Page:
Mean Girls (2004)

Today Lindsay Lohan is perhaps the poster girl for the teen idol whose career and life crashes and burns hard but there was indeed a time when she was Hollywood’s it-girl and Mean Girls is probably her best and most memorable role. I didn’t watch it back in the day and always hesitated about putting it on the watch list because it’s isn’t exactly acknowledged as a great film. I eventually caved in when some Broken Forum members named it as one of the best comedies of the new millennium. Plus we’ve watched so many films over the past couple of years that we’ve really been running down the list.

Cady Heron, a sixteen-year-old girl who has been homeschooled her whole life, attends public school for the first time. The culture shock to me is immense and she finds it impossible to make friends until two misfits take her under their wing: Janis Ian and Damian Leigh. They give her a run down of the various cliques in school, especially the Plastics, consisting of the hottest and most popular girls and led by Regina George. The Plastics however take note that Cady is both new and hot herself and invites her to join them. Janis encourages this to find a way to enact revenge on Regina for past grievances. Even as Cady pulls off various pranks to undermine Regina, she transforms more and more into one of the Plastics for real, eventually supplanting Regina and becoming the Queen Bee of the school herself. At the same time, she even pretends to be dumber at math than she really is in order to spend more time with Regina’s ex-boyfriend.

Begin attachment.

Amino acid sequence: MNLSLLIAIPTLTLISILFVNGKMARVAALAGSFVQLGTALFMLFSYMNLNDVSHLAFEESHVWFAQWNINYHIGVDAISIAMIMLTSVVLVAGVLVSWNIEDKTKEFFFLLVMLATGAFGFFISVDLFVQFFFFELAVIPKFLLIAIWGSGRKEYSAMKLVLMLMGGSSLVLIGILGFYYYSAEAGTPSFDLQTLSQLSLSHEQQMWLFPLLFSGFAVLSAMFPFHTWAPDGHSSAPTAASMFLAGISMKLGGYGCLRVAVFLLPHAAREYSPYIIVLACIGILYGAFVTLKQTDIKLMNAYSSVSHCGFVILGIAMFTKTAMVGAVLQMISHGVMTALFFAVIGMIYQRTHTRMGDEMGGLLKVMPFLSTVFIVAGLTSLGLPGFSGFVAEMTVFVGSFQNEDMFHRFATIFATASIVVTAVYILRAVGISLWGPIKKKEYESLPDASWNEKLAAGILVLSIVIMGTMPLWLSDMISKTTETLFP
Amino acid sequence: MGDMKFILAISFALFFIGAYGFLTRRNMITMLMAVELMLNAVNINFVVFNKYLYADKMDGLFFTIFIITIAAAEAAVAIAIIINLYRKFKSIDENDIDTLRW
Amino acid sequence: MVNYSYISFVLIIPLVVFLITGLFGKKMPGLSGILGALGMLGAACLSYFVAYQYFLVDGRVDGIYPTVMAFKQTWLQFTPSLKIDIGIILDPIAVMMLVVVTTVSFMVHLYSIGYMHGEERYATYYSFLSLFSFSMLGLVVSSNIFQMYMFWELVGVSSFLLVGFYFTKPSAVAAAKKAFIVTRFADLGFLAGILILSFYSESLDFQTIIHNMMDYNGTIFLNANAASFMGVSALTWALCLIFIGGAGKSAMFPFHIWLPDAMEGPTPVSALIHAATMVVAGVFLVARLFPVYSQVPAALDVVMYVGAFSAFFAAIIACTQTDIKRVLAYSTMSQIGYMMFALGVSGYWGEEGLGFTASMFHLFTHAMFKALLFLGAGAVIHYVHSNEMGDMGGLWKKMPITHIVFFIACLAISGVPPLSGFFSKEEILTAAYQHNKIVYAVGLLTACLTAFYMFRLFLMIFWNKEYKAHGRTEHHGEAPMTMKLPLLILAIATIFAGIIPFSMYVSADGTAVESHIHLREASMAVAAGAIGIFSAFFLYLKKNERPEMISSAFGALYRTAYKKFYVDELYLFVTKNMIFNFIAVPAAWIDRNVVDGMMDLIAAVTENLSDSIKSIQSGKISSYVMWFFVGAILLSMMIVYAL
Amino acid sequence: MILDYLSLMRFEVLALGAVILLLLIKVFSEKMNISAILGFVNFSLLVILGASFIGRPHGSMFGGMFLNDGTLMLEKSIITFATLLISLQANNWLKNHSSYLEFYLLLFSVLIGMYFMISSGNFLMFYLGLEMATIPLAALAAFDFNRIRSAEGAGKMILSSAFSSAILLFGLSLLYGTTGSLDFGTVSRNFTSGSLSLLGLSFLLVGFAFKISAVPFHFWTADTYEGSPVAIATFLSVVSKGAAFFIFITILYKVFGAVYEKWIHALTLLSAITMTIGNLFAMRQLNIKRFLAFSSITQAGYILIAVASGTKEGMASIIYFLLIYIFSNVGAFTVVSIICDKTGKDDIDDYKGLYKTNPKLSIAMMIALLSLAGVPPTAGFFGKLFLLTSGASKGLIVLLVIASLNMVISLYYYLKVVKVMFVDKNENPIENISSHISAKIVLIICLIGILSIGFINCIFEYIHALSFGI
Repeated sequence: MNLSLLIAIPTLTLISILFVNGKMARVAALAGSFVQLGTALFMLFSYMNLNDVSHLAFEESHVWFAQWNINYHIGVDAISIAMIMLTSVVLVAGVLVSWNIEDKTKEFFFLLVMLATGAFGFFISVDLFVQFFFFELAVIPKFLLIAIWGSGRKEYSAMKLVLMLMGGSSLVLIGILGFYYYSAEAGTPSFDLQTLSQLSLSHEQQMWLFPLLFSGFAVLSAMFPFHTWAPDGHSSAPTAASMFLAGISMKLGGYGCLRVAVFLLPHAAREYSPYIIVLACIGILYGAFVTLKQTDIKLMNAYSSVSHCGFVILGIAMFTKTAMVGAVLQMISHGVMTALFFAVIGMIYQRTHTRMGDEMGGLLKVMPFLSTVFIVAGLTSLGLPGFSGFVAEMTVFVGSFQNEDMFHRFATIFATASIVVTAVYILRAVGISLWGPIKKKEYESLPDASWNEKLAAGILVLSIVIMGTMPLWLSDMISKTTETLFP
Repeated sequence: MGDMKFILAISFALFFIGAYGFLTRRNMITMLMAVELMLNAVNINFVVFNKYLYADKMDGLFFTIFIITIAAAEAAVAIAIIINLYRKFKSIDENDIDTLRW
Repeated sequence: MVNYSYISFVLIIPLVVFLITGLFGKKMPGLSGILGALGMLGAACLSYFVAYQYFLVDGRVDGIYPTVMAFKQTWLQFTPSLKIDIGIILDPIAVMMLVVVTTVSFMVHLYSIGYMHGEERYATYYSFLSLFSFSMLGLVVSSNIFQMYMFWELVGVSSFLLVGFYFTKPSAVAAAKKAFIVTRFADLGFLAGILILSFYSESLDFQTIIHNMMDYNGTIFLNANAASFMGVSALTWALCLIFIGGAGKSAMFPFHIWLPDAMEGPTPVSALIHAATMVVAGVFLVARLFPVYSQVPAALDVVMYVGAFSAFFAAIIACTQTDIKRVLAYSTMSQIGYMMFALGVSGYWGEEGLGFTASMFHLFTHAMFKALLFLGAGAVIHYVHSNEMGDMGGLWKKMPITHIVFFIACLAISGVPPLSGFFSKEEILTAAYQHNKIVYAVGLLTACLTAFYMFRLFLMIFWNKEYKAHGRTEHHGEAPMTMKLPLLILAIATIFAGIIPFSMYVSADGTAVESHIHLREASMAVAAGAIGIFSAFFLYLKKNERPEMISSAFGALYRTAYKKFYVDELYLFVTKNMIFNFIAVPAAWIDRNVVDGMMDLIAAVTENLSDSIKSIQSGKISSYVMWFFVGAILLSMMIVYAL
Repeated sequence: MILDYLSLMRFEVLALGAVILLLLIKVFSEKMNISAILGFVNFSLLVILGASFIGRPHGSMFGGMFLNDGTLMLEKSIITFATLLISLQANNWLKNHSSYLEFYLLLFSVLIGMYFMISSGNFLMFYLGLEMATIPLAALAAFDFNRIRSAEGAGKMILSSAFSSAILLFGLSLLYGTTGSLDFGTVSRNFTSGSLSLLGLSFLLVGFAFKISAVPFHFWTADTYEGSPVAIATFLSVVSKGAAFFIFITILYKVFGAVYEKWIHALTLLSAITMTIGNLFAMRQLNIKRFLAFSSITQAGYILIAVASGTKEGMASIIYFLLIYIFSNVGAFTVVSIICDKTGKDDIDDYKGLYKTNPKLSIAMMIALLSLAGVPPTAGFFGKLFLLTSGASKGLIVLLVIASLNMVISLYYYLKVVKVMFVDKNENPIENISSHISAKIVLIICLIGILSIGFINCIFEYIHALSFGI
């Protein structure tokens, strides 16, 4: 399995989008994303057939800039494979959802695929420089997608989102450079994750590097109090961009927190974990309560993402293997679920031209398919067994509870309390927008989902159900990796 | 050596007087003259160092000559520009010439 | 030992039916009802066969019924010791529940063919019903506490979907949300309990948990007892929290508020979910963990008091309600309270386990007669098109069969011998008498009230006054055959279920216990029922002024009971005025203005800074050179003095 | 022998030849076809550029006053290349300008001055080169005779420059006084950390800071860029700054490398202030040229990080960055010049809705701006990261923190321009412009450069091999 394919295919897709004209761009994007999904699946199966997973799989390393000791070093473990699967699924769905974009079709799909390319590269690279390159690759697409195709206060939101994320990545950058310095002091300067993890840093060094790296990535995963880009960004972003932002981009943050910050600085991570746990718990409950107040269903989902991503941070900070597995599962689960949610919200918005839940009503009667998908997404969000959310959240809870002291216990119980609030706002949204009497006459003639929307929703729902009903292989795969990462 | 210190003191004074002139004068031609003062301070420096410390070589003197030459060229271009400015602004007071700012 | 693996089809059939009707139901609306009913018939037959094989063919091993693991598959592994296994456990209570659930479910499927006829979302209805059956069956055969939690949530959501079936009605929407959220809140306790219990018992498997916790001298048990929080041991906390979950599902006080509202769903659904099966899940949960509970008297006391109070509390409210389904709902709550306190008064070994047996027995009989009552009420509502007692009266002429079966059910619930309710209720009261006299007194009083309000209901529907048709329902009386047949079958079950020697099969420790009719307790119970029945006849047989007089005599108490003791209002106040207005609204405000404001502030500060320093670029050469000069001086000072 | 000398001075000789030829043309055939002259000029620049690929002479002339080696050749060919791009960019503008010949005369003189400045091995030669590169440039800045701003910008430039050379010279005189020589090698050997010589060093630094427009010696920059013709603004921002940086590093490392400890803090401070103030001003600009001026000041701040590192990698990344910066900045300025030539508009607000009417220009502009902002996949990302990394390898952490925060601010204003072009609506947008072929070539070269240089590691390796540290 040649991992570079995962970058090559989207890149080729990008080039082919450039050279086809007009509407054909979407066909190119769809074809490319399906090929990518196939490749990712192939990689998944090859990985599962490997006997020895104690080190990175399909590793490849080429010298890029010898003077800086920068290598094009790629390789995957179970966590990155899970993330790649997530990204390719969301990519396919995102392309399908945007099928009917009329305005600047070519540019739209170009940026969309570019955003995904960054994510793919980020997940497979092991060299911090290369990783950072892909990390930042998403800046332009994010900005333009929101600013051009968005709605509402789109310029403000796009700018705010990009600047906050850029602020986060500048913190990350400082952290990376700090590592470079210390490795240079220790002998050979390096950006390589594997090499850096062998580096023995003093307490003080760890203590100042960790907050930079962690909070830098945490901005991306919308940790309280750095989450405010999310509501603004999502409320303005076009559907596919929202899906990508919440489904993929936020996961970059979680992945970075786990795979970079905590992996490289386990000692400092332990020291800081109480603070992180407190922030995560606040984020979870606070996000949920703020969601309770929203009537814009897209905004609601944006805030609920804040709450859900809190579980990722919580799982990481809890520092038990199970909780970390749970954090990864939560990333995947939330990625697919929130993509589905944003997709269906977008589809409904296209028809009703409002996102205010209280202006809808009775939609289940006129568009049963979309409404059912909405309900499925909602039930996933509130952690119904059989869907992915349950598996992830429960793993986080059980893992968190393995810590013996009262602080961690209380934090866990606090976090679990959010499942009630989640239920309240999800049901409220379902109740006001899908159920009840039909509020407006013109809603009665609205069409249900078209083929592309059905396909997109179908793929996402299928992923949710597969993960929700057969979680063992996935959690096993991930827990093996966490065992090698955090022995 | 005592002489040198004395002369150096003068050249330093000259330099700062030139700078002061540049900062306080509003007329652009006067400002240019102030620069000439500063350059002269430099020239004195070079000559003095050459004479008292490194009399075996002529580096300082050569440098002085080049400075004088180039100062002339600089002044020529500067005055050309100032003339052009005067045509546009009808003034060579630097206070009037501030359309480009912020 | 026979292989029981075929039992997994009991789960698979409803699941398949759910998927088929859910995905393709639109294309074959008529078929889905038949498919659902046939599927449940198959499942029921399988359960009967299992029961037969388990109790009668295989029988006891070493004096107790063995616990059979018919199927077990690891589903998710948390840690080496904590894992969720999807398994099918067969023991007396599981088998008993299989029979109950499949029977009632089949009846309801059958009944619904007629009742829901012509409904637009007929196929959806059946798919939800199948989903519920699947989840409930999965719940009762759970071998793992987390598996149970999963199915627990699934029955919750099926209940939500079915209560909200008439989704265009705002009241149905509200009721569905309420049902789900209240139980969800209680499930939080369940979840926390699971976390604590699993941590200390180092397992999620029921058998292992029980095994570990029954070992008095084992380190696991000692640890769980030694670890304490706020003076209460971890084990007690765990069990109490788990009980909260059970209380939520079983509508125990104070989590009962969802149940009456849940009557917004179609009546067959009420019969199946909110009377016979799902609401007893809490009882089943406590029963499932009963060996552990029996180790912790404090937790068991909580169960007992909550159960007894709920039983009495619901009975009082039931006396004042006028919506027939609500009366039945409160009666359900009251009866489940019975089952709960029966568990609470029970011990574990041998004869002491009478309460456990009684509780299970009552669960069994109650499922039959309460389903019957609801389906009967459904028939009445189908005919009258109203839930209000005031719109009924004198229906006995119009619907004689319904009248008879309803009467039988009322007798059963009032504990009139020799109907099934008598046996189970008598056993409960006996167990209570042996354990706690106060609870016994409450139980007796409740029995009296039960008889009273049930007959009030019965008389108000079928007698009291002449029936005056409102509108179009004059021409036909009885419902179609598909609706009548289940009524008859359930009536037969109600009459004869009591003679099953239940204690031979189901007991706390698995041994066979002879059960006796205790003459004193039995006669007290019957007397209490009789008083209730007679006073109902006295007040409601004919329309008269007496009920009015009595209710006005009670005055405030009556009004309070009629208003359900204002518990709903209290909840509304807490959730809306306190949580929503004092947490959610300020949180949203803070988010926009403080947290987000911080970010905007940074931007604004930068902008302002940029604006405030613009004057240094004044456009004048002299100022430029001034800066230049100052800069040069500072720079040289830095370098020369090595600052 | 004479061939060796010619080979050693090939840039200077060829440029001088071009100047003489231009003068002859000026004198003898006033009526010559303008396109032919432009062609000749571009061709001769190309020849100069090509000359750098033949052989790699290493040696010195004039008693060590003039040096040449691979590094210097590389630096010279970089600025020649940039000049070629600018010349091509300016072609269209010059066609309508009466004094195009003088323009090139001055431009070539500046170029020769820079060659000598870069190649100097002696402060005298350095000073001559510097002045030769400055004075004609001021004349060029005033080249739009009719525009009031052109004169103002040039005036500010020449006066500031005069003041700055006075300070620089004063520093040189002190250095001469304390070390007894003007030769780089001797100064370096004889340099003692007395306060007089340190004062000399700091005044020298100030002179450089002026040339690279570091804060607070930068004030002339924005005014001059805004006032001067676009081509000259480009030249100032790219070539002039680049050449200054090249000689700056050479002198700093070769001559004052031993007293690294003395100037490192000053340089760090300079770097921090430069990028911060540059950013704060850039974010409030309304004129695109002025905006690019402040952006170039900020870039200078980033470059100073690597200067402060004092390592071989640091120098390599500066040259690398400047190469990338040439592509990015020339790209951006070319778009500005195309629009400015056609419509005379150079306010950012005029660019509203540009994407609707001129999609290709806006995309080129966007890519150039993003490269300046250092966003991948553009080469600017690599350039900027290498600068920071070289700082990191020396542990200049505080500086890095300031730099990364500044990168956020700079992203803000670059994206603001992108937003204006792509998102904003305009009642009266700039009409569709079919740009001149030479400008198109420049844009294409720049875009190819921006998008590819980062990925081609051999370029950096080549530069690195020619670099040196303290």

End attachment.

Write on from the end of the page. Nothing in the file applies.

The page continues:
To a large extent, Mean Girls is fairly generic, unoriginal fluff. The notion of high school cliques is not only familiar but, worse, based on caricatures that we now recognize were never really true. This film adds a few twists like how Cady, despite being white, is more familiar with growing up in Africa than in the US, and some ethnic diversity but it’s basically still the same formula. One old trope that especially annoyed me here is that the main character always deserves and gets a hot romantic partner. Lindsay Lohan as Cady may well be the hottest of the Plastics but I found Janis Ian, played by Lizzy Caplan, and her teacher Ms. Norbury, played by Tina Fey, to be more interesting characters. I think a lot of credit has to go to Fey for writing the screenplay and, as I understand it, coming up with the idea to make this film in the first place.

So this is definitely not a great film nor even a particularly novel one. Still there’s a lot of fun in watching the bitchy girl politics and I also enjoyed the exasperation of the responsible adults. It’s decent light entertainment and is good for a few laughs but I don’t think it’s anything close to being a cultural phenomenon.

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